Supremely talented Hope D is here & she’s ready to Cash in!
Brisbane’s Hope D aims to introduce herself to the industry with her debut EP ‘Cash Only’ which drops on February 5.
‘Cash Only’ is an extremely aware piece of work shaped by the world’s response to the Coronavirus pandemic. From its seven-song track list to its title which is inspired by Hope’s tattoo artist who found a novel way of reminding customers they were running a cash only policy by painting the message on her nails.
From start to finish the EP takes you through the A to B of Hope D’s sound. And with tracks like ‘Addict’ and ‘Common Denominator’ she also finds a way to beautifully convey the high & lows of her 2020.
The toe-tapping melodic nature of ‘Addict’, the first track on the EP, belies the darker story behind the song. Written about her own struggles with addiction, Hope says of the track “The song itself is a real recount of myself, feelings and surroundings when I was going through the very loopy and hallucinogenic period of time when I was becoming addicted.”
Track two is ‘miscommunication’ a heartfelt ode to a previous relationship the singer-songwriter managed to tarnish through, you guessed it, miscommunication. Another really easy song to get on with, the track
A slower tune ‘Life Sentence’ comes next and it documents another previous relationship, this time heading further into the past to her school days. Painting a vivid picture of her coming to terms with her sexuality via cutting lyrics and a piercing drumbeat. She said of the deeply personal song: “I was still navigating the fact that I only had feelings for girls, so that journey itself mixed with a very concentrated amount of feelings for my partner at the time created the idea that I was deranged.”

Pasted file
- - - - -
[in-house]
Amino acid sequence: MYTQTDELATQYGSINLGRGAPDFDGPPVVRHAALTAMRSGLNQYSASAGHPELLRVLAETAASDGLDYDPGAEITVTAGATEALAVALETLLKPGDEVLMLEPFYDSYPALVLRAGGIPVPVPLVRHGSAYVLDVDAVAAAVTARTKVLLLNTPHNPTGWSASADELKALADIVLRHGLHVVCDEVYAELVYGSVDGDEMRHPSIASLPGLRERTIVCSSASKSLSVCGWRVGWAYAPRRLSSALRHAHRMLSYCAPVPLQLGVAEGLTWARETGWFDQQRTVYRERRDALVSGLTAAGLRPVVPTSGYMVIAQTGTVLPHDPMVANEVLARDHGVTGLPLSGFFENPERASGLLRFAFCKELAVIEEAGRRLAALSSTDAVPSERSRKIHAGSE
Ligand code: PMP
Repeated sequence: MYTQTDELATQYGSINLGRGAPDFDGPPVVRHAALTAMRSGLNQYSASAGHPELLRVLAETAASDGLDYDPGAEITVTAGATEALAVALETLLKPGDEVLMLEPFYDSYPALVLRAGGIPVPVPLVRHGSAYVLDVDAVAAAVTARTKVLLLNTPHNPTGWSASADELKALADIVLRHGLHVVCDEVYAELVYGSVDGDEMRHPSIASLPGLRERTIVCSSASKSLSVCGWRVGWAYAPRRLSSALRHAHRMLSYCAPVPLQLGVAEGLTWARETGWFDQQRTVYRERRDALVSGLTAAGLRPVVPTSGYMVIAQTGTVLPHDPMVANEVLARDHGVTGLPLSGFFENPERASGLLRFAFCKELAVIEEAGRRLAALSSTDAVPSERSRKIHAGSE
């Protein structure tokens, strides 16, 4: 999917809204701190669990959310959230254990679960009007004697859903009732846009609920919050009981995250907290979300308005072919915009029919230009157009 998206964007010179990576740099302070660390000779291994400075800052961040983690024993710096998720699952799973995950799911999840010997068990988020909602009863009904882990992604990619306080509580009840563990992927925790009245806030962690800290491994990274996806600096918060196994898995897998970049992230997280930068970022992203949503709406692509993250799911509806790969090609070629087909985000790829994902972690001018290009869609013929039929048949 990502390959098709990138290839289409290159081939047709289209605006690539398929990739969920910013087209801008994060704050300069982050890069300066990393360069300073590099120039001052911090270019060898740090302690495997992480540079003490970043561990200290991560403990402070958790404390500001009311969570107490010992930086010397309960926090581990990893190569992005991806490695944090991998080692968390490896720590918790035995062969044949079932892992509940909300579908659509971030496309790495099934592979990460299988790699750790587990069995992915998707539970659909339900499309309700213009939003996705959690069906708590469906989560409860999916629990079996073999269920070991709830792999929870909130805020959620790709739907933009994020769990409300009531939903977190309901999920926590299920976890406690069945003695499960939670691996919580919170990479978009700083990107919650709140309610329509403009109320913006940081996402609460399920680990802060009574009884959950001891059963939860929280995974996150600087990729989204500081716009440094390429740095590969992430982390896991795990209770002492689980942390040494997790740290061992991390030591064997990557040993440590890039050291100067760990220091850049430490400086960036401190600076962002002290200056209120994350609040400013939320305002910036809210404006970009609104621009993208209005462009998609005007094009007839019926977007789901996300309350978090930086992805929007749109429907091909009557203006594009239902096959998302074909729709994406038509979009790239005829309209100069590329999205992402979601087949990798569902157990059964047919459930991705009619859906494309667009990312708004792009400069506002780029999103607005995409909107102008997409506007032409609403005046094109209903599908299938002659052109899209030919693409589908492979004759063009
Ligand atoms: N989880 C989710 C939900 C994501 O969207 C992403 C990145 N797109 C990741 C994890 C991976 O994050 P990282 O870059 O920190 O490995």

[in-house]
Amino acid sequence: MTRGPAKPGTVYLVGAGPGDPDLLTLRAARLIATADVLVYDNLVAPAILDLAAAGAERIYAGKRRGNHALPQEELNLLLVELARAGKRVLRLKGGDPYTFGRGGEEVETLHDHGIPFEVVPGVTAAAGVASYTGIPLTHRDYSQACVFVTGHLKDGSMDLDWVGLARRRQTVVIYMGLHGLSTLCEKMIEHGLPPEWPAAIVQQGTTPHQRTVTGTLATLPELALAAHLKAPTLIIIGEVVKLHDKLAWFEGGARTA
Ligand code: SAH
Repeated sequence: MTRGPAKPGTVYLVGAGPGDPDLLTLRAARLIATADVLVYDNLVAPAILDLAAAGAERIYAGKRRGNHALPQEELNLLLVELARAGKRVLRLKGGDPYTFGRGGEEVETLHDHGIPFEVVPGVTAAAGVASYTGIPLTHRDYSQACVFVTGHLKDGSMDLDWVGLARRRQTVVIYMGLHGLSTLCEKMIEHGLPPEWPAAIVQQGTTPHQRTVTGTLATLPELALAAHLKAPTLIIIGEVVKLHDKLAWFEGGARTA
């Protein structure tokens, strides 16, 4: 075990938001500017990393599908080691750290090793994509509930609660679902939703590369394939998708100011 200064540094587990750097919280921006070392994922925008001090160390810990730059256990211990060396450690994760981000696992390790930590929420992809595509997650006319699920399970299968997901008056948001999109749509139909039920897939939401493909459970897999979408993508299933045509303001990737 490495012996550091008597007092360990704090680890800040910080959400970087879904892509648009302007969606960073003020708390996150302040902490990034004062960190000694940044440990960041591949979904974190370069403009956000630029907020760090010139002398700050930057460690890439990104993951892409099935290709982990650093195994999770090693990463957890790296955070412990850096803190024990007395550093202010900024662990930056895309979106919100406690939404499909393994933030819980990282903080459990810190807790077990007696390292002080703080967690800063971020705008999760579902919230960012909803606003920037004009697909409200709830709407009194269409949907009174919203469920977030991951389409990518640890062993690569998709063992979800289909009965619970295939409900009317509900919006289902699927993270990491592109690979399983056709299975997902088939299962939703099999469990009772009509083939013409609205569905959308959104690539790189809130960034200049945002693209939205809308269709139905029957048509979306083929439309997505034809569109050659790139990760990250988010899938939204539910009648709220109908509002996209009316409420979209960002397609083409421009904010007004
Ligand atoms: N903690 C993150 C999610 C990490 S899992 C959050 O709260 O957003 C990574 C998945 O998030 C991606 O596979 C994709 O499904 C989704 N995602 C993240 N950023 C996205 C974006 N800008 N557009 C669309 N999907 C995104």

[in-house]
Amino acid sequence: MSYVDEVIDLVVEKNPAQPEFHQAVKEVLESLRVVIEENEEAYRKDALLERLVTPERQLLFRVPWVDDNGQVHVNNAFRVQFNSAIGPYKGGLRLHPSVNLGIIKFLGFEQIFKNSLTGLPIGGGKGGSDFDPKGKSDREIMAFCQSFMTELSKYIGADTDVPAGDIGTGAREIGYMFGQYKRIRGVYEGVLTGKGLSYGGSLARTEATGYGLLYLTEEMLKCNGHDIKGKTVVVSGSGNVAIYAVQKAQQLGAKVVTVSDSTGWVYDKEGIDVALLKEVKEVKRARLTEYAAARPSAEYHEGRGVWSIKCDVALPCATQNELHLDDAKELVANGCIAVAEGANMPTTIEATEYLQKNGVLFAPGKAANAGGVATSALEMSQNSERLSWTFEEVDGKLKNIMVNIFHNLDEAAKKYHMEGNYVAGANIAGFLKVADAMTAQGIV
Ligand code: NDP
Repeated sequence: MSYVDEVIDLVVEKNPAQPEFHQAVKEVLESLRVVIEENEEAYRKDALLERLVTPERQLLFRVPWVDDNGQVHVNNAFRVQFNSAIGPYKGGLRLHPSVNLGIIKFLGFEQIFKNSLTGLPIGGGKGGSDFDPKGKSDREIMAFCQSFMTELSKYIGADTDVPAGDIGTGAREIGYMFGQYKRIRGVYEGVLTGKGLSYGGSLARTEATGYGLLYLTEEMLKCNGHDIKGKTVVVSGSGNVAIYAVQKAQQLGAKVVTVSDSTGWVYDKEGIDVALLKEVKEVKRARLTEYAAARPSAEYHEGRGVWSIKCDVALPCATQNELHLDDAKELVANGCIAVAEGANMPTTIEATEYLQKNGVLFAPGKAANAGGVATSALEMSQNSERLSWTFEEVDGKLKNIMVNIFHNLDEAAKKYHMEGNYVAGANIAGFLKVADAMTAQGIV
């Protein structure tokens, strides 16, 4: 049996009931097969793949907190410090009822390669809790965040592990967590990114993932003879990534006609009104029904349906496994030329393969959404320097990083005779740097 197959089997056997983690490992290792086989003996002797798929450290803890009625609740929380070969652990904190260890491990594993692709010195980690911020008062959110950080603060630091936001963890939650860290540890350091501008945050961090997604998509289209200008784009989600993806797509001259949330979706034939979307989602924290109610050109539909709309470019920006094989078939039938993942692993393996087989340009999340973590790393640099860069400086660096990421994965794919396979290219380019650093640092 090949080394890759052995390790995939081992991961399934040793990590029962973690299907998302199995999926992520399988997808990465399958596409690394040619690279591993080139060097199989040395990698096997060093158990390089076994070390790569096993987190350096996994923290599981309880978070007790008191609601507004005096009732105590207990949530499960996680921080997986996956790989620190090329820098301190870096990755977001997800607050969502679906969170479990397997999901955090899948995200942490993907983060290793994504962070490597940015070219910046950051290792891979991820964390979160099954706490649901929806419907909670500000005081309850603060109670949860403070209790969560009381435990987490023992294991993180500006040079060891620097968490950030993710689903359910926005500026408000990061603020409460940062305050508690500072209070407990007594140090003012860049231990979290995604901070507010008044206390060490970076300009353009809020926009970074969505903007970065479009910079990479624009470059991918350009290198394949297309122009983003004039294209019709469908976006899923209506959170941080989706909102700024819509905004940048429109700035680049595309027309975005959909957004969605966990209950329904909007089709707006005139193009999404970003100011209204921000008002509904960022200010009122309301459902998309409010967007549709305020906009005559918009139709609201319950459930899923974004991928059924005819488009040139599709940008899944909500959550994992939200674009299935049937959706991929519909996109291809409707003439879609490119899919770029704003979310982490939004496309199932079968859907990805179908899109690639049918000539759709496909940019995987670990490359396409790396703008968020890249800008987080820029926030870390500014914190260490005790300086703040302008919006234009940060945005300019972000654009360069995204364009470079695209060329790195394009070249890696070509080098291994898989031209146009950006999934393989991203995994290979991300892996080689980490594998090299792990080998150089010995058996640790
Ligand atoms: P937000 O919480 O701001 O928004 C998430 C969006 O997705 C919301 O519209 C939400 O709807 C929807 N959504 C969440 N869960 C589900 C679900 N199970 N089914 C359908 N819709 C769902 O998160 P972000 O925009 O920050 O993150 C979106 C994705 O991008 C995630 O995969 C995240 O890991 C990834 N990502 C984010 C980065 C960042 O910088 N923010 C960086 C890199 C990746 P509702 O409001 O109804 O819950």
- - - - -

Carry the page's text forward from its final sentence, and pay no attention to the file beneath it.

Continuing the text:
‘Second’ is, a bouncy banger which rises and falls in the all the right places. Clever use of echoes and catchy hooks really help it drive home and resonate. Demonstrating another string to her impressive bow, Hope delivers a razor-sharp rap element towards the end which builds to leave you hopelessly waiting for the drop.
Another clever track, ‘Common denominator’ documents the journey Hope went on when realising a past relationship was only being held together by limited mutual interests. The result is a happy anthemic sound hovering over bouncing percussion and vibrant guitars.
‘Swim’ features low down on the EP’s track list, although fans of Hope D will know it as the first track to be released by the Brisbanite. An ode to anyone who’s feeling ostracised for being different. It’s a change of pace from the rest of the tracks on the EP. ‘Swim’ offers shed loads of guitars and a more stripped back, vulnerable vocal. The change in sound acts as a nice bit of night to the sunshiny sounds driving the rest of the record.
Far from being an abrupt ending or a lazy piece to finish a record ‘Outro’ builds from low to completely drench you in sythy-goodness. Like a tsunami of electric sound, it leaves you complete yet frustrated there’s nothing left to hear.
This EP demonstrates the reservoir of talent which is bursting out of Hope D. In a way it’s cruel, being only seven tracks long, it’s more a wave from across the street than a full-on handshake and conversation of an introduction to her enviable talents.
A fleeting, yet delightful, introduction all the same. ‘Cash Only’ demonstrates perfectly why there’s so much buzz around this Brisbane bombshell, as well as going some way to showcasing why she’s picked up prestigious awards like QMusic Emerging Artist Award and the Carol Lloyd Award.